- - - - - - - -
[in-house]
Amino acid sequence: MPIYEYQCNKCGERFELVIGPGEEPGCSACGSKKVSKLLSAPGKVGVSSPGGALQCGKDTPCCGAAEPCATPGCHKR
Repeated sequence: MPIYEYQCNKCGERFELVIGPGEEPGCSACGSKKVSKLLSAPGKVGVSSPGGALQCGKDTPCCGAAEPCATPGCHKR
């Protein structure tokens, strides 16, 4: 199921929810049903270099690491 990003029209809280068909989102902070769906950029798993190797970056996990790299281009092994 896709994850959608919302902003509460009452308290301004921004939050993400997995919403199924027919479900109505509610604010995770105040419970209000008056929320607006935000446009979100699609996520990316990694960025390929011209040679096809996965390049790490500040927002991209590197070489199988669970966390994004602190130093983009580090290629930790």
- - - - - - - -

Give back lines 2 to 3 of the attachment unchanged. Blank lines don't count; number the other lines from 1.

Amino acid sequence: MPIYEYQCNKCGERFELVIGPGEEPGCSACGSKKVSKLLSAPGKVGVSSPGGALQCGKDTPCCGAAEPCATPGCHKR
Repeated sequence: MPIYEYQCNKCGERFELVIGPGEEPGCSACGSKKVSKLLSAPGKVGVSSPGGALQCGKDTPCCGAAEPCATPGCHKR